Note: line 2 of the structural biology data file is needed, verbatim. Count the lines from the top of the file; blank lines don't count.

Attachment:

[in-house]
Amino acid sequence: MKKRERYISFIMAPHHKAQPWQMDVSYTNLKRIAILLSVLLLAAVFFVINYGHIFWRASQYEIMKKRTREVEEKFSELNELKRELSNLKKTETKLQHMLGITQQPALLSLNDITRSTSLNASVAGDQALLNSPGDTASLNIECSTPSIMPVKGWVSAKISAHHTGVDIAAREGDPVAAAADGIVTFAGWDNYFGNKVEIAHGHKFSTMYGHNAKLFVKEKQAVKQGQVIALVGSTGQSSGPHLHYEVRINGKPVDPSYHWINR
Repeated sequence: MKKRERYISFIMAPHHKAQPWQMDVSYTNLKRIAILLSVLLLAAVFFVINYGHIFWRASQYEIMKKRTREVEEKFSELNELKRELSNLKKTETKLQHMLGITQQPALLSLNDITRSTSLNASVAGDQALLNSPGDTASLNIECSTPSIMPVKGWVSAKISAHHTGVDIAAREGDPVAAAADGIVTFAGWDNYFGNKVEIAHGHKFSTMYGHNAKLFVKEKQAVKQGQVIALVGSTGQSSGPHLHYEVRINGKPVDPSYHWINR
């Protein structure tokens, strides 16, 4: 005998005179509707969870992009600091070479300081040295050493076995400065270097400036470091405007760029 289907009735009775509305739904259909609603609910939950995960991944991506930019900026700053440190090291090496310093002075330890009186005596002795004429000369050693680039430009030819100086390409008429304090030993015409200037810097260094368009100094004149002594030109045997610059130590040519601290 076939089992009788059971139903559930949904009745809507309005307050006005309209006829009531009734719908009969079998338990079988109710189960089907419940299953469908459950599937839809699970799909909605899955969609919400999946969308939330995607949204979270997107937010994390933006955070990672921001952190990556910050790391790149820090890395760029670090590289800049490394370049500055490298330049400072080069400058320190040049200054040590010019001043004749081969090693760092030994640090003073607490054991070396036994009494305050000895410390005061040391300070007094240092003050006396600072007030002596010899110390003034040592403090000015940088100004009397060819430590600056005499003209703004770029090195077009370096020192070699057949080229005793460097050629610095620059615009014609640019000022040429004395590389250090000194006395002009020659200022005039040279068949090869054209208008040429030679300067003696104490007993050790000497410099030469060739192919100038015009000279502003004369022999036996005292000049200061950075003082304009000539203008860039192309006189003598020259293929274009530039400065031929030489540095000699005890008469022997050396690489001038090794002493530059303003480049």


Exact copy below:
Amino acid sequence: MKKRERYISFIMAPHHKAQPWQMDVSYTNLKRIAILLSVLLLAAVFFVINYGHIFWRASQYEIMKKRTREVEEKFSELNELKRELSNLKKTETKLQHMLGITQQPALLSLNDITRSTSLNASVAGDQALLNSPGDTASLNIECSTPSIMPVKGWVSAKISAHHTGVDIAAREGDPVAAAADGIVTFAGWDNYFGNKVEIAHGHKFSTMYGHNAKLFVKEKQAVKQGQVIALVGSTGQSSGPHLHYEVRINGKPVDPSYHWINR